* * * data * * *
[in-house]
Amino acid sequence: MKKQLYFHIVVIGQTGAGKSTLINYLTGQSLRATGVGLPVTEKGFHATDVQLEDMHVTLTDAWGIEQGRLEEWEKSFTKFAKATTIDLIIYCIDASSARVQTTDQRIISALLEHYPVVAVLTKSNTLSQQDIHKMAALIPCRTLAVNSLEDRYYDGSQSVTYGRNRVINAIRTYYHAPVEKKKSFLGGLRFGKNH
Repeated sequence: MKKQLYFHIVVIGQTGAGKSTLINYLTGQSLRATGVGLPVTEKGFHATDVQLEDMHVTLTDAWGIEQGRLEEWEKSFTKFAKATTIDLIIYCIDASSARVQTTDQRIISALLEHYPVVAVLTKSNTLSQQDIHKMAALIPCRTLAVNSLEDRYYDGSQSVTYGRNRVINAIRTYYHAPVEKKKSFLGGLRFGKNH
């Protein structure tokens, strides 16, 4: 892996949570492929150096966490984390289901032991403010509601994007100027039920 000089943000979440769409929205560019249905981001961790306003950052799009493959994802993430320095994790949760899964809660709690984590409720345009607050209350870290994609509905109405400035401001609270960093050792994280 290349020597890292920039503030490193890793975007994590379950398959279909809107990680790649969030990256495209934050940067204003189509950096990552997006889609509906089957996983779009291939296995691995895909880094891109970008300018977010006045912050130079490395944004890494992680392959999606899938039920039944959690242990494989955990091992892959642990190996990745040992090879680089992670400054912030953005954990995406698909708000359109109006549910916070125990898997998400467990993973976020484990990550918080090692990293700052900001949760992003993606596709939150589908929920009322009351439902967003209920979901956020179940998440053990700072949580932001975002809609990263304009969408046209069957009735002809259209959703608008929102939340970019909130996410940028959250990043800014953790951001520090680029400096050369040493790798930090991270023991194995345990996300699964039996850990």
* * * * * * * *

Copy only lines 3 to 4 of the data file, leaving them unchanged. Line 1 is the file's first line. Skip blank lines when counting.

Repeated sequence: MKKQLYFHIVVIGQTGAGKSTLINYLTGQSLRATGVGLPVTEKGFHATDVQLEDMHVTLTDAWGIEQGRLEEWEKSFTKFAKATTIDLIIYCIDASSARVQTTDQRIISALLEHYPVVAVLTKSNTLSQQDIHKMAALIPCRTLAVNSLEDRYYDGSQSVTYGRNRVINAIRTYYHAPVEKKKSFLGGLRFGKNH
């Protein structure tokens, strides 16, 4: 892996949570492929150096966490984390289901032991403010509601994007100027039920 000089943000979440769409929205560019249905981001961790306003950052799009493959994802993430320095994790949760899964809660709690984590409720345009607050209350870290994609509905109405400035401001609270960093050792994280 290349020597890292920039503030490193890793975007994590379950398959279909809107990680790649969030990256495209934050940067204003189509950096990552997006889609509906089957996983779009291939296995691995895909880094891109970008300018977010006045912050130079490395944004890494992680392959999606899938039920039944959690242990494989955990091992892959642990190996990745040992090879680089992670400054912030953005954990995406698909708000359109109006549910916070125990898997998400467990993973976020484990990550918080090692990293700052900001949760992003993606596709939150589908929920009322009351439902967003209920979901956020179940998440053990700072949580932001975002809609990263304009969408046209069957009735002809259209959703608008929102939340970019909130996410940028959250990043800014953790951001520090680029400096050369040493790798930090991270023991194995345990996300699964039996850990």